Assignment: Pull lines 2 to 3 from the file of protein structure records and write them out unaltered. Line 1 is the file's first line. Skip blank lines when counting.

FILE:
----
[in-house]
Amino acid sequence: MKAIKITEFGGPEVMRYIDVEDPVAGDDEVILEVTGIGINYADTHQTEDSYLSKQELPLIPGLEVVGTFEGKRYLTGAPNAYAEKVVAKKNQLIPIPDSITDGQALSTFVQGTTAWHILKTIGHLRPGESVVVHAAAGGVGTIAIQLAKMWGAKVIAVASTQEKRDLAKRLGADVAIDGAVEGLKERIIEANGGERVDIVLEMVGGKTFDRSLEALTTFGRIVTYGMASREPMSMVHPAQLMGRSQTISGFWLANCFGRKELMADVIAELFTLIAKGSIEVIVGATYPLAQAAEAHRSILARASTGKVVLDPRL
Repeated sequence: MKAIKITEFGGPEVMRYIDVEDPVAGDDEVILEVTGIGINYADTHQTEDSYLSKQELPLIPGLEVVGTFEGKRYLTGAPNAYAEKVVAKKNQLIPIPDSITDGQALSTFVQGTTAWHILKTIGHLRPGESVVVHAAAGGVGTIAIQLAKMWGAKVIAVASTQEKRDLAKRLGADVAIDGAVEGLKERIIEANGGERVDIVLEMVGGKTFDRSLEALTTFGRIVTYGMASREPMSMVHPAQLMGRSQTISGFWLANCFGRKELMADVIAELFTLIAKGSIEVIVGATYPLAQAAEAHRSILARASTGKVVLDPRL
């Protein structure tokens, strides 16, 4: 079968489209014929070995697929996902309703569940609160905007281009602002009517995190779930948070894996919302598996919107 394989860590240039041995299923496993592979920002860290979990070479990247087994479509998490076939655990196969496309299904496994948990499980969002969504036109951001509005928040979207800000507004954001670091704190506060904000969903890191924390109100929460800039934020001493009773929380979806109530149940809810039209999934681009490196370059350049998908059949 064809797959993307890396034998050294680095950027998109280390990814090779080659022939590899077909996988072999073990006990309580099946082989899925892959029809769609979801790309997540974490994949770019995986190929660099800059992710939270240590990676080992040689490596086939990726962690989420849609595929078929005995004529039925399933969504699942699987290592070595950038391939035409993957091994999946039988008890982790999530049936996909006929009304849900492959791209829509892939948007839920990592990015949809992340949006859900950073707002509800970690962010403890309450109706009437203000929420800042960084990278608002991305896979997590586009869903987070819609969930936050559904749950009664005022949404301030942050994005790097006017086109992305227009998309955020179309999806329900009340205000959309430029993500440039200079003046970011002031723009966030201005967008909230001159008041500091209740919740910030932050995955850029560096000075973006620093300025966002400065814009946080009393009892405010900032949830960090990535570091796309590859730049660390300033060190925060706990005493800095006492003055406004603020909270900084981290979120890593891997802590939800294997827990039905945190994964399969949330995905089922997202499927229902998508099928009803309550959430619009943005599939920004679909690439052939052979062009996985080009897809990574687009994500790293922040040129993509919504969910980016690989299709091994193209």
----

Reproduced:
Amino acid sequence: MKAIKITEFGGPEVMRYIDVEDPVAGDDEVILEVTGIGINYADTHQTEDSYLSKQELPLIPGLEVVGTFEGKRYLTGAPNAYAEKVVAKKNQLIPIPDSITDGQALSTFVQGTTAWHILKTIGHLRPGESVVVHAAAGGVGTIAIQLAKMWGAKVIAVASTQEKRDLAKRLGADVAIDGAVEGLKERIIEANGGERVDIVLEMVGGKTFDRSLEALTTFGRIVTYGMASREPMSMVHPAQLMGRSQTISGFWLANCFGRKELMADVIAELFTLIAKGSIEVIVGATYPLAQAAEAHRSILARASTGKVVLDPRL
Repeated sequence: MKAIKITEFGGPEVMRYIDVEDPVAGDDEVILEVTGIGINYADTHQTEDSYLSKQELPLIPGLEVVGTFEGKRYLTGAPNAYAEKVVAKKNQLIPIPDSITDGQALSTFVQGTTAWHILKTIGHLRPGESVVVHAAAGGVGTIAIQLAKMWGAKVIAVASTQEKRDLAKRLGADVAIDGAVEGLKERIIEANGGERVDIVLEMVGGKTFDRSLEALTTFGRIVTYGMASREPMSMVHPAQLMGRSQTISGFWLANCFGRKELMADVIAELFTLIAKGSIEVIVGATYPLAQAAEAHRSILARASTGKVVLDPRL